The insecticidal effect of silica nanoparticles on Callosobruchus maculates (Coleoptera: bruchidae) and its side effects


  • Wafaa L. Abdou Pests & Plant Protection Department, National Research Centre (NRC), Dokki-Cairo, Egypt
  • Elham A. Abdel-Hakim Pests & Plant Protection Department, National Research Centre (NRC), Dokki-Cairo, Egypt
  • Nagwa Y. Salem Pests & Plant Protection Department, National Research Centre (NRC), Dokki-Cairo, Egypt


C. maculatus, insecticidal potential, stored products, silica nanoparticles, the germination


Stored product insect pests were responsible for considerable quantitative and qualitative losses of agricultural products mainly cereals and legumes. Laboratory studies were carried out to evaluate the insecticidal potential based on contact and residual effect of the inert dust of silica nanoparticles (35±5nm) against the adult of stored pulse beetle Callosobrachus maculatus, in addition its effect on germination of the test seeds. Concerning the contact treatment, mortality assessed after 7 and 14 days from exposure to the three treated seeds (cow pea, kidney bean and chick pea) with silica nanoparticles (SNPs) among the different concentrations of SNPs 200 ppm was proved to be superior by recording highest mortality, lowest adults emerged, least seed damage in both cow pea and chick pea seeds up to 14 days of storage. Regarding the residual assay, the treated seeds storage for 7 and 15 days and exposure to C. maculatus was accomplished a complete mortality (100%) after 168 h on the three seeds varieties post treatment for 7 days (one week) concluded that (SNPs) was not proper effect and less efficient with long period. Treated seeds of these three varieties of pulses  revealed no effect on the  germination and the growth rate of root and shoot of cow pea and chick pea, except the kidney bean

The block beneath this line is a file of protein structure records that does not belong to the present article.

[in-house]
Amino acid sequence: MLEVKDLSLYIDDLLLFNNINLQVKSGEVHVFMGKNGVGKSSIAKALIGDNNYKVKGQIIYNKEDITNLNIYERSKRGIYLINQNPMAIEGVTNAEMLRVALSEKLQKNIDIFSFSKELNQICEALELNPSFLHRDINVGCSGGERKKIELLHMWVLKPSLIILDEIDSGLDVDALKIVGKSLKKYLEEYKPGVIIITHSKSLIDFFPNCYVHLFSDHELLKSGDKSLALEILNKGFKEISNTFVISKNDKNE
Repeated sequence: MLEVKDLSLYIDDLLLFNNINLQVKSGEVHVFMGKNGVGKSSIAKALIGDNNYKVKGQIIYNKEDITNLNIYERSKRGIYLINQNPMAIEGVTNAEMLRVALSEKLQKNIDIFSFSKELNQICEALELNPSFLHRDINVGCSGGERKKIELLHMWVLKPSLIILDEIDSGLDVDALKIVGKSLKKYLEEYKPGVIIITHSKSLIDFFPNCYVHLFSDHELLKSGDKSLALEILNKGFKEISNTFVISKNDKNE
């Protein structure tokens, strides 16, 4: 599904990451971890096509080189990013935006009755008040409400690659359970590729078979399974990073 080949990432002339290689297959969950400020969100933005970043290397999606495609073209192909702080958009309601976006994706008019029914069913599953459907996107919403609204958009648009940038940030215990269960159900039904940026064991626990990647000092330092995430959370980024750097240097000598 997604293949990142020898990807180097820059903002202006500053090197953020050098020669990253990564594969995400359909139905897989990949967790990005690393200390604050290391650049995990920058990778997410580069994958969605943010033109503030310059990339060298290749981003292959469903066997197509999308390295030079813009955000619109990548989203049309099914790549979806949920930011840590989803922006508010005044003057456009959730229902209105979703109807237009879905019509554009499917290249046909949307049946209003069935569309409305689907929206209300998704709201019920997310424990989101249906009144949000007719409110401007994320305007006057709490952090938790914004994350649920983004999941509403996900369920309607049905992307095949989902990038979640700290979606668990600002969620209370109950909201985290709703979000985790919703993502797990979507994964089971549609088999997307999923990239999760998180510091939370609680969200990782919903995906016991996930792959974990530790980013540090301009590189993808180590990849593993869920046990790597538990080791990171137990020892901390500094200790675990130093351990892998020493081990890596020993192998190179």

was decreased the germination compared to respective control. Scanning electron microscope (SEM) was used to observe the adult insect exposed to silica nanoparticles treated seeds. The particles attached all over the insect body of the bruchid beetle with scratches and splits on the cuticle that lead to the loss of water through dehydration which eventually led to death. Silica is promising material for controlling the tested insect as safe alternative to synthetic insecticides.